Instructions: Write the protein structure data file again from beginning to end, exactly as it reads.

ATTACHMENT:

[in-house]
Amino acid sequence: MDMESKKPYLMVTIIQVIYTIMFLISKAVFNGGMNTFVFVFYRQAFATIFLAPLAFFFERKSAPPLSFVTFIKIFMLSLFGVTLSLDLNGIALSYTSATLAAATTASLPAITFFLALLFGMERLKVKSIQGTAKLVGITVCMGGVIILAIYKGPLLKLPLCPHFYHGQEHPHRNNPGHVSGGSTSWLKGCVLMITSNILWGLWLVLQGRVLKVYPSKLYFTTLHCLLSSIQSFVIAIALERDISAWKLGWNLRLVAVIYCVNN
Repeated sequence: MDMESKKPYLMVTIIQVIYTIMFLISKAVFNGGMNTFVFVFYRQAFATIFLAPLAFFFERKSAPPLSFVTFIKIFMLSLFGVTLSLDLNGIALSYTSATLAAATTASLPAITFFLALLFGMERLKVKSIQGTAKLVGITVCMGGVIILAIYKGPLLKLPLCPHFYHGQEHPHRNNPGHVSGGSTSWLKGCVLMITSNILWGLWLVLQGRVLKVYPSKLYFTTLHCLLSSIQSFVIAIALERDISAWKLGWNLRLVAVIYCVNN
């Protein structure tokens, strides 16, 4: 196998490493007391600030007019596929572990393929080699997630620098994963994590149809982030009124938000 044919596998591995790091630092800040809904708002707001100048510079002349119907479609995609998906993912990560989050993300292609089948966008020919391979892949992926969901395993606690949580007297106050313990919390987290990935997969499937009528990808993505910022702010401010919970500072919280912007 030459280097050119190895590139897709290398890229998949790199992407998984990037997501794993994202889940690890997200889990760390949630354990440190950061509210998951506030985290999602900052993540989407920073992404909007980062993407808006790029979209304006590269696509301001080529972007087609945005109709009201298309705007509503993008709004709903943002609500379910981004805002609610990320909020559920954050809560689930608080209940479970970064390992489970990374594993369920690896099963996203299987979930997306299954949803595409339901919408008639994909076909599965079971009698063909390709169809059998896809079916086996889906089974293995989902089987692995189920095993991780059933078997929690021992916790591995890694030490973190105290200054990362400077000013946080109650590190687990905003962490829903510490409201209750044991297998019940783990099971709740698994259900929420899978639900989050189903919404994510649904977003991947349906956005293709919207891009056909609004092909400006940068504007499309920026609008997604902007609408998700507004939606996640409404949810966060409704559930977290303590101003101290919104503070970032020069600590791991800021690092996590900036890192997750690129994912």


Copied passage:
[in-house]
Amino acid sequence: MDMESKKPYLMVTIIQVIYTIMFLISKAVFNGGMNTFVFVFYRQAFATIFLAPLAFFFERKSAPPLSFVTFIKIFMLSLFGVTLSLDLNGIALSYTSATLAAATTASLPAITFFLALLFGMERLKVKSIQGTAKLVGITVCMGGVIILAIYKGPLLKLPLCPHFYHGQEHPHRNNPGHVSGGSTSWLKGCVLMITSNILWGLWLVLQGRVLKVYPSKLYFTTLHCLLSSIQSFVIAIALERDISAWKLGWNLRLVAVIYCVNN
Repeated sequence: MDMESKKPYLMVTIIQVIYTIMFLISKAVFNGGMNTFVFVFYRQAFATIFLAPLAFFFERKSAPPLSFVTFIKIFMLSLFGVTLSLDLNGIALSYTSATLAAATTASLPAITFFLALLFGMERLKVKSIQGTAKLVGITVCMGGVIILAIYKGPLLKLPLCPHFYHGQEHPHRNNPGHVSGGSTSWLKGCVLMITSNILWGLWLVLQGRVLKVYPSKLYFTTLHCLLSSIQSFVIAIALERDISAWKLGWNLRLVAVIYCVNN
């Protein structure tokens, strides 16, 4: 196998490493007391600030007019596929572990393929080699997630620098994963994590149809982030009124938000 044919596998591995790091630092800040809904708002707001100048510079002349119907479609995609998906993912990560989050993300292609089948966008020919391979892949992926969901395993606690949580007297106050313990919390987290990935997969499937009528990808993505910022702010401010919970500072919280912007 030459280097050119190895590139897709290398890229998949790199992407998984990037997501794993994202889940690890997200889990760390949630354990440190950061509210998951506030985290999602900052993540989407920073992404909007980062993407808006790029979209304006590269696509301001080529972007087609945005109709009201298309705007509503993008709004709903943002609500379910981004805002609610990320909020559920954050809560689930608080209940479970970064390992489970990374594993369920690896099963996203299987979930997306299954949803595409339901919408008639994909076909599965079971009698063909390709169809059998896809079916086996889906089974293995989902089987692995189920095993991780059933078997929690021992916790591995890694030490973190105290200054990362400077000013946080109650590190687990905003962490829903510490409201209750044991297998019940783990099971709740698994259900929420899978639900989050189903919404994510649904977003991947349906956005293709919207891009056909609004092909400006940068504007499309920026609008997604902007609408998700507004939606996640409404949810966060409704559930977290303590101003101290919104503070970032020069600590791991800021690092996590900036890192997750690129994912």